Journal Highlights

High-altitude aircraft data may help improve climate models

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Sulfur dioxide released from volcanoes or power plants causes acid rain and leads to particles that play a role in breaking down the protective ozone layer high in the atmosphere. But those particles also reflect sunlight away from Earth, leading some to propose that people could inject sulfur dioxide (SO2) high in the atmosphere to mitigate global warming. New research in Geophysical Research Letters provides the first actual measurements of the chemical, SO2, in the tropical upper troposphere/lower stratosphere—and there’s a whole lot less than some scientists estimated.

“These new data will be important for improving climate models, evaluating satellite data, and understanding the potential of climate intervention scenarios,” said lead author Andrew Rollins, a scientist with the Cooperative Institute for Research in Environmental Sciences (CIRES) at the University of Colorado Boulder who works in the NOAA Earth System Research Laboratory (ESRL)…more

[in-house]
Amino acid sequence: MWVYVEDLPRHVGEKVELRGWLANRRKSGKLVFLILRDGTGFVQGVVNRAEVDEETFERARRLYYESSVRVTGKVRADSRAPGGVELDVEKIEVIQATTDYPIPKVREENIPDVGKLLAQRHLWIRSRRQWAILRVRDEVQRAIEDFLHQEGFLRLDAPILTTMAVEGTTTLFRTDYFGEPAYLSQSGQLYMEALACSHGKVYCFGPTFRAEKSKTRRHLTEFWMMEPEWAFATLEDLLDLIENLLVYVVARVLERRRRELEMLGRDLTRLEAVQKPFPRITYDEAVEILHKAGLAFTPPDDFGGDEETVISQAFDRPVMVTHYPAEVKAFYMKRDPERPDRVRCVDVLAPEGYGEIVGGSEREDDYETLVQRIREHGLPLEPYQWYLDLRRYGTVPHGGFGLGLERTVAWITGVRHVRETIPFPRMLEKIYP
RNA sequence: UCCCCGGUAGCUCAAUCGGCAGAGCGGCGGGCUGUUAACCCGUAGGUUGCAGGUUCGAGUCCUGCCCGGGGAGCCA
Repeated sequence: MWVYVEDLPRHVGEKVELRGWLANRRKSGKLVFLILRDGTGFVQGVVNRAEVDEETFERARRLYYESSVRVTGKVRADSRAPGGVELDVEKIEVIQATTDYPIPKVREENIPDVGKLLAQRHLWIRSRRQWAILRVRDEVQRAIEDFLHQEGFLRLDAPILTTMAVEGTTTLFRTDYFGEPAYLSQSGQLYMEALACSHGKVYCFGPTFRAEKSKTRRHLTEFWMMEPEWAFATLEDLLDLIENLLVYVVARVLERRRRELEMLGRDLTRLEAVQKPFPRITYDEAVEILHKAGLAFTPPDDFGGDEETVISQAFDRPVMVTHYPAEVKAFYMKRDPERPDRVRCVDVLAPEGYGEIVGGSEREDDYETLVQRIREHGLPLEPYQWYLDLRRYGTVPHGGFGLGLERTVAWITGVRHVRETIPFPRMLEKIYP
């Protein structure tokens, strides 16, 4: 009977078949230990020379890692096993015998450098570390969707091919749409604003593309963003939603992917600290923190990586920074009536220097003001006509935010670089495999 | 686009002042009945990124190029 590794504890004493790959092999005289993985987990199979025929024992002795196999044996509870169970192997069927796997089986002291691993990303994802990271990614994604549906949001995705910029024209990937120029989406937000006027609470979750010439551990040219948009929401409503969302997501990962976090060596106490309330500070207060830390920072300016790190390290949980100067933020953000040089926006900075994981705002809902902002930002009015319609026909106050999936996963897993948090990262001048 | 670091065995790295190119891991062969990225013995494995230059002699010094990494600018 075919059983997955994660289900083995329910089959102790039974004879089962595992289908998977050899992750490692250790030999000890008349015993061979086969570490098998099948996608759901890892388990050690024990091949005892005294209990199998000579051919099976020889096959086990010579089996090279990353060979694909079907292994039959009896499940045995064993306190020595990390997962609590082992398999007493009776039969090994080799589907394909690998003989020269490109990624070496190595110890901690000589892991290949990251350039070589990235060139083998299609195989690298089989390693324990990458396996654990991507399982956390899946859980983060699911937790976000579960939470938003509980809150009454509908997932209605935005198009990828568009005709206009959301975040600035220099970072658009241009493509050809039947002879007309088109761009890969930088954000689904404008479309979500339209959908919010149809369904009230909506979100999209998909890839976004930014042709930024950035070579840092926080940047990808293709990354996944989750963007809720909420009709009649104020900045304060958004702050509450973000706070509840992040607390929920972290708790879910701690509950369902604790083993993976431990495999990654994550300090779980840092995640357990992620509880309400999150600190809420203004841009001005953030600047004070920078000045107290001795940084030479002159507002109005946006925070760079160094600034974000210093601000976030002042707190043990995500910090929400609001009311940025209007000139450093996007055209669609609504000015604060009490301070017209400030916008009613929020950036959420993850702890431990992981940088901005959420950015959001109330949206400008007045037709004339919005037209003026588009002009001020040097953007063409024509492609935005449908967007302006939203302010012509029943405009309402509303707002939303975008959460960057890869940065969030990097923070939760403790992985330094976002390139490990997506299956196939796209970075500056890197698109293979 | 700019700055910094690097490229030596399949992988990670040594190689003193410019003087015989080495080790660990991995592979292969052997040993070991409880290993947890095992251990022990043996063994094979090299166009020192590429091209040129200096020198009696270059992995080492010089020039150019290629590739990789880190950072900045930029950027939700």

Article Category
Research Letters
Atmospheric Science

The role of sulfur dioxide in stratospheric aerosol formation evaluated by using in situ measurements in the tropical lower stratosphere

A. W. Rollins, T. D. Thornberry, L. A. Watts, P. Yu, K. H. Rosenlof, M. Mills, E. Baumann, F. R. Giorgetta, T. V. Bui, M. Höpfner, K. A. Walker, C. Boone, P. F. Bernath, P. R. Colarco, P. A. Newman, D. W. Fahey, R. S. Gao
First Published:
| Vol:
44,
Pages
4280–4286
| DOI:
10.1002/2017GL072754

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